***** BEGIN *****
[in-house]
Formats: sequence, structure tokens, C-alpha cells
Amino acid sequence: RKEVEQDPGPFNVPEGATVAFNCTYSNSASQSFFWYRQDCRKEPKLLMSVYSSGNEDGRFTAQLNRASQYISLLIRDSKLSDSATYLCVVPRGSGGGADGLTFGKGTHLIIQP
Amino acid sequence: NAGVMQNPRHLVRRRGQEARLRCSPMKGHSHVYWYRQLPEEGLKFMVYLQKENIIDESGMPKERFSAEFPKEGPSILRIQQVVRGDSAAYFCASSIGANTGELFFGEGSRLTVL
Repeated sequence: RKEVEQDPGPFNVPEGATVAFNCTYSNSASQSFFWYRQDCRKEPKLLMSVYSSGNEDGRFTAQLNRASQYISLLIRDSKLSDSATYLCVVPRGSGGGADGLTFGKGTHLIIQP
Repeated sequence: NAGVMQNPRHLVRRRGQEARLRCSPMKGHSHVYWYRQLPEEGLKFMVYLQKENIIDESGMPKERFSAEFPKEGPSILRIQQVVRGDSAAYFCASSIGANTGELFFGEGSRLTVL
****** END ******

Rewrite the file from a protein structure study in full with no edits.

[in-house]
Formats: sequence, structure tokens, C-alpha cells
Amino acid sequence: RKEVEQDPGPFNVPEGATVAFNCTYSNSASQSFFWYRQDCRKEPKLLMSVYSSGNEDGRFTAQLNRASQYISLLIRDSKLSDSATYLCVVPRGSGGGADGLTFGKGTHLIIQP
Amino acid sequence: NAGVMQNPRHLVRRRGQEARLRCSPMKGHSHVYWYRQLPEEGLKFMVYLQKENIIDESGMPKERFSAEFPKEGPSILRIQQVVRGDSAAYFCASSIGANTGELFFGEGSRLTVL
Repeated sequence: RKEVEQDPGPFNVPEGATVAFNCTYSNSASQSFFWYRQDCRKEPKLLMSVYSSGNEDGRFTAQLNRASQYISLLIRDSKLSDSATYLCVVPRGSGGGADGLTFGKGTHLIIQP
Repeated sequence: NAGVMQNPRHLVRRRGQEARLRCSPMKGHSHVYWYRQLPEEGLKFMVYLQKENIIDESGMPKERFSAEFPKEGPSILRIQQVVRGDSAAYFCASSIGANTGELFFGEGSRLTVL